Today’s post comes from Tom Putnam, Acting Director of the Office of Presidential Libraries. The inauguration of a new President offers the nation an opportunity to witness not only the peaceful transfer of power but also the transformation of a person we've known for over a year as a candidate, and for two months as … Continue reading “Let the Word Go Forth:” A President’s First Inaugural Address
Today’s post is from Jim Worsham, editor of Prologue magazine, the quarterly of the National Archives. Was Dwight D. Eisenhower—the architect of the allied victory over the Nazis in World War II and our President during the peaceful 1950s—a secret New Dealer? Eisenhower, elected President as a Republican in 1952, brought in with him a Republican-controlled Congress. … Continue reading Was Ike a secret New Dealer?
Today's post comes from Ben Jordi, Public Affairs Specialist in Strategy and Communications, at the National Archives in College Park, MD. Growing up, Clifton Truman Daniel never talked to his grandfather, Harry S. Truman, about his role in the war or the atomic bombings. “Our family met like any other family: on long weekends and … Continue reading Flight of a Sadako Crane
The Refugee Act of 1980 is now on temporary display in the West Gallery of the National Archives Building. At the end of the Vietnam War, hundreds of thousands of Vietnamese and Cambodians fled political chaos and physical danger in their homelands. Between 1975 and 1979, some 300,000 of these refugees were admitted to the … Continue reading On Display: The Refugee Act of 1980
October 10 is Electronic Records Day, and October is American Archives Month! We’re celebrating the work of archivists and the importance of archives with a series of blog posts about the Presidential libraries. The records created by Presidents while in office will become part of the National Archives, and eventually will be used by researchers. Here’s … Continue reading The Challenge of Digital Records for Archivists
Work can be stressful, especially when you’re the Commander in Chief. Each President has sought a place to relax from the rigors of the White House. George Washington escaped to Mount Vernon, and for the next two weeks the Obama family is vacationing on Martha’s Vineyard. This summer, we invite you to explore Presidential vacations! … Continue reading Talk #POTUSvacation with us on Twitter!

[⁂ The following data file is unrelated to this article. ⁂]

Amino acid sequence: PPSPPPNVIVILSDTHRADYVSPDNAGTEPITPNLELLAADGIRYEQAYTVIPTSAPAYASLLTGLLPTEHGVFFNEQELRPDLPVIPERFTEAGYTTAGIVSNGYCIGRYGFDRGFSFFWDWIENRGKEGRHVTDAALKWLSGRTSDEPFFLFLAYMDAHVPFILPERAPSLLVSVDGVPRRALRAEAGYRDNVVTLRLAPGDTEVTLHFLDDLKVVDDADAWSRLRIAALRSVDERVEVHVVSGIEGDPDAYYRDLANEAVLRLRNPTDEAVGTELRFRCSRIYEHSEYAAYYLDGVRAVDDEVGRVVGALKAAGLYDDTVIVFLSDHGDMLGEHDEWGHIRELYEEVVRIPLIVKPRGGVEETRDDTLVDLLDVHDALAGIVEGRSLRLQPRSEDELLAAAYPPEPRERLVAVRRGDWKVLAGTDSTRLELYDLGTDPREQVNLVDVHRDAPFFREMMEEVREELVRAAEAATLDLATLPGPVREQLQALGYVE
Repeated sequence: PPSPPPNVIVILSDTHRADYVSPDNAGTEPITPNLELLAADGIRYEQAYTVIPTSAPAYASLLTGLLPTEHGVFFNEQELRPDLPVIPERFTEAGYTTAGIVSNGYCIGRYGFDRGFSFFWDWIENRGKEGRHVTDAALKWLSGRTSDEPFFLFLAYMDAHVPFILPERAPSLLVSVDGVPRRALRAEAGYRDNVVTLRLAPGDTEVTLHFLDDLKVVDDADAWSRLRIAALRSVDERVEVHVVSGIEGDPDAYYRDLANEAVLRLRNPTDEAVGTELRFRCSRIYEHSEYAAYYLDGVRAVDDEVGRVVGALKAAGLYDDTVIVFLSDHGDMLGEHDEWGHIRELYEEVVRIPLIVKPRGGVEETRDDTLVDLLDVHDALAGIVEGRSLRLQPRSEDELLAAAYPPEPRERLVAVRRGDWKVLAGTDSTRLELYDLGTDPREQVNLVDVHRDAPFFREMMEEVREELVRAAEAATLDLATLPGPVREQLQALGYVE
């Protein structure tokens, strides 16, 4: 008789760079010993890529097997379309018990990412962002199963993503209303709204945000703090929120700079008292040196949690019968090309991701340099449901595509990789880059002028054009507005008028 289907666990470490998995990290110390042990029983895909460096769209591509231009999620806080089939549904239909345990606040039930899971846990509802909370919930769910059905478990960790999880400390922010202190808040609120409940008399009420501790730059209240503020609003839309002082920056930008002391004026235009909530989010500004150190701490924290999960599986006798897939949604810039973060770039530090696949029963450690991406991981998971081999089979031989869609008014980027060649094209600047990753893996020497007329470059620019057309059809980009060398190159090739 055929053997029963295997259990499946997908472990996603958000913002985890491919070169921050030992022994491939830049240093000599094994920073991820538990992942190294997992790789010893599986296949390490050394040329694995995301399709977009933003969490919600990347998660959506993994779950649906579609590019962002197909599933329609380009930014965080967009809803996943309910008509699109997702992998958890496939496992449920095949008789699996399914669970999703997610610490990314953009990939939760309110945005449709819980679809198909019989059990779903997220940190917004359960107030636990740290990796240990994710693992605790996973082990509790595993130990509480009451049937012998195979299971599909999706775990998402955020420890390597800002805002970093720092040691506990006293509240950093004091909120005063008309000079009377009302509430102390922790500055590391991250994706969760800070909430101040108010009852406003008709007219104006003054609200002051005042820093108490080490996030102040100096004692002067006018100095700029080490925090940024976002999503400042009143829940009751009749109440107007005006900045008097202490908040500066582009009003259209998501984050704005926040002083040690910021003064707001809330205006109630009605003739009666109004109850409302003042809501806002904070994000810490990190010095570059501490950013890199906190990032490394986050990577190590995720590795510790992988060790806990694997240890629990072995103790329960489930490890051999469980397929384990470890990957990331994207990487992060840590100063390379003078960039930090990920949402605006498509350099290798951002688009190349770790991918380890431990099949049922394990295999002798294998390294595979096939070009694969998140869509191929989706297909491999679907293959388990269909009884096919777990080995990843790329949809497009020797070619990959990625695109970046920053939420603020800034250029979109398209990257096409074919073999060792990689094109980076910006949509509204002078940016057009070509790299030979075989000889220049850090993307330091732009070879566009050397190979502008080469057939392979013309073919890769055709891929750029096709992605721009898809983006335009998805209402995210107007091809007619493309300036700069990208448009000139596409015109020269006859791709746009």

Need a vacation? This summer, go on a vacation with 13 of our Presidents! You can choose your own adventure on Instagram and chat with us on Twitter on August 19 using #POTUSvacation. Vacations are an integral part of Presidential history, a way for Presidents to relax and recharge outside of Washington. Many of … Continue reading Take a break with Presidential vacations!
Danica Rice is an archives technician at the National Archives at Seattle, is partially Deaf, and considers herself a member of the Deaf culture and community. During our celebration of the 25th anniversary of the signing of the Americans with Disabilities Act (ADA), it’s worth reflecting on an event two years earlier that served as a … Continue reading Before the ADA, there was Deaf President Now
Some might say the best part of sleeping over at the National Archives is snoozing the night away beneath the Constitution, but we know the best part is having the Archivist of the United States make you pancakes for breakfast! Three times a year, kids and their parents can stay overnight at the National Archives. … Continue reading The Archivist’s Favorite Pancakes
Danica Rice is an archives technician at the National Archives at Seattle. The National Archives is participating in #DisabilityStories as part of the 25th anniversary of the Americans with Disabilities Act. I have always seen myself as a bridge between two worlds, that of the Deaf and that of the Hearing. There are many purposes for bridges, … Continue reading Building Bridges between the Worlds of the Deaf and Hearing, Archives and Knowledge